By Juliet O. Nyangái
The global Covid-19 pandemic has given rise to altered lifestyle altogether; with the lockdown and social distancing guidelines, this have paved way for a rise in privacy related crimes. Some of the factors triggering digital crime include; more shiftless time during self-isolation thus creating more access to social media platforms, heightened alcohol and substance abuse which affects mental health and inhibits thinking plus more time with a partner thus access to a partner’s digital devises.
With rise of the digital era, leaking nudes has become a new form of sexual violence. This week, the social media space in Kenya has been awash with leaked nudes, screenshots and graphic photos of people associated with a certain Kenyan ‘’celebrity’’. From blogs, WhatsApp groups and twitter, a sensational story and intimate photos have been trending of an alleged ‘’boys club’’ that ostensibly has multiple sexual exploits with women and discusses the same in detail in a WhatsApp group. If indeed true, debauchery would be a befitting term for the case scenario!
A certain blog reports, that after one of the boys purportedly shares intimate moments with a lady, he then shares the lady’s photos and personal contact details of the lady in the said group. There are rumors of leaked sexually explicit digital photos and videos. Persons who have viewed the same have in summary, described them as heart scalding! Unless one is in the adult entertainment industry, having one’s intimate details publicly revealed even to a group of friends is unwarranted.
Is Intimate Image Abuse – A Human Right Violation
Intimate Image Abuse usually has devastating and profound impact on the victims. It is reported that some victims even resort to suicidal thoughts and suicide. There are many cases whereas the victim instead of receiving support, is subjected to ridicule, taunting and even tables turned to them being portrayed as the wrong-doer.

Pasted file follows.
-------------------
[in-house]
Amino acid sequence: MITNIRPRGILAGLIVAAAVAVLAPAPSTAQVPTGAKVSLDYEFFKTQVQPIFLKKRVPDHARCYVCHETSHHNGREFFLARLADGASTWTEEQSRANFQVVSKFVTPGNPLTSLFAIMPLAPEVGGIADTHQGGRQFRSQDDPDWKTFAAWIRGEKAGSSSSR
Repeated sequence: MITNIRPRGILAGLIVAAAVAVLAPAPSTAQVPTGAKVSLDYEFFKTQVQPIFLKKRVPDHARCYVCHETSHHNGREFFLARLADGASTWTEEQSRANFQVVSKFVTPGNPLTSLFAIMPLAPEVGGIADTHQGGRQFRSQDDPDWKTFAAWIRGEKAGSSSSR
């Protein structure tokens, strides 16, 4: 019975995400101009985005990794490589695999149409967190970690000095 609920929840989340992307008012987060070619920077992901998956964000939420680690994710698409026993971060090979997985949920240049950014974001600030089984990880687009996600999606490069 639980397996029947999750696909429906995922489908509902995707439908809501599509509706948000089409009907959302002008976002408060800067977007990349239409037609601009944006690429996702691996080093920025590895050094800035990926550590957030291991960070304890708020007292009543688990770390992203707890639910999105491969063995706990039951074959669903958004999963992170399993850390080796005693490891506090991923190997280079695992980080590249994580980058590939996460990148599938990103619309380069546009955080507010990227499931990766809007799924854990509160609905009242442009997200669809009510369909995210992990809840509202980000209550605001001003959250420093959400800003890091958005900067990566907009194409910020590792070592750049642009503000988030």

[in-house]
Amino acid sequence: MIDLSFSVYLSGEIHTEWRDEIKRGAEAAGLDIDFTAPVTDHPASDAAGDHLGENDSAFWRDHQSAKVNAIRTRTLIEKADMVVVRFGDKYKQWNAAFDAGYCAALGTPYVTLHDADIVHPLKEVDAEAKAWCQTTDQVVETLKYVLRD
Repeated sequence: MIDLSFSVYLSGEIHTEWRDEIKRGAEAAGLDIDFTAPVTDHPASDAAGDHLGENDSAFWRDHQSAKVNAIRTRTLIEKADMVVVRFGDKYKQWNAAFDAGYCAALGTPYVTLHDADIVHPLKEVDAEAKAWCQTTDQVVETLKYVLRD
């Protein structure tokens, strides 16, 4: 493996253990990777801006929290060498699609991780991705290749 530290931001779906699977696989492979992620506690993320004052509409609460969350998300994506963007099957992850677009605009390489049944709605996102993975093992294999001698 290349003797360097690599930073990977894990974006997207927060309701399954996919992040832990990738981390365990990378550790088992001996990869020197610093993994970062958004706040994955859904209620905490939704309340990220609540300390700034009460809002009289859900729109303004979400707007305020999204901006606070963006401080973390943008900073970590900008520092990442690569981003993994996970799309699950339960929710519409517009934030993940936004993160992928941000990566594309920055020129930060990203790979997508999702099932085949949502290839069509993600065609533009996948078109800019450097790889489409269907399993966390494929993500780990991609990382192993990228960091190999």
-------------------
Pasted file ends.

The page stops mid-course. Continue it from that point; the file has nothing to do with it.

Intimate Image Abuse occurs when one’s photos, pictorial, images or video recordings are shared, distributed or circulated without one’s consent. There are arguments that there is no ill done if a party willingly consented to taking of the images or recordings but this stance is ignorant as it is unsound. Sharing another’s intimate images without their express permission or authorization is immoral, ill-informed and can attract legal sanctions.
Intimate Image Abuse and Revenge porn undermines human dignity, a Constitutional right as enshrined under Article 28 of the Constitution of Kenya. Every person has inherent dignity and the right to have that dignity respected and protected.
Further, intimate image abuse violates the right to privacy as envisaged in Article 31 of the Constitution of Kenya. The same stipulates that every person has the right to privacy, which includes the right not to have information relating to their family or private affairs unnecessarily required or revealed; or the privacy of their communication infringed.
In perpetrator’s defense, one could argue ‘’freedom of expression’’ which is not sufficient justification. Article 31(3) of the Kenya Constitution states that even the exercise of the right to freedom of expression, every person shall respect the rights and the reputation of others.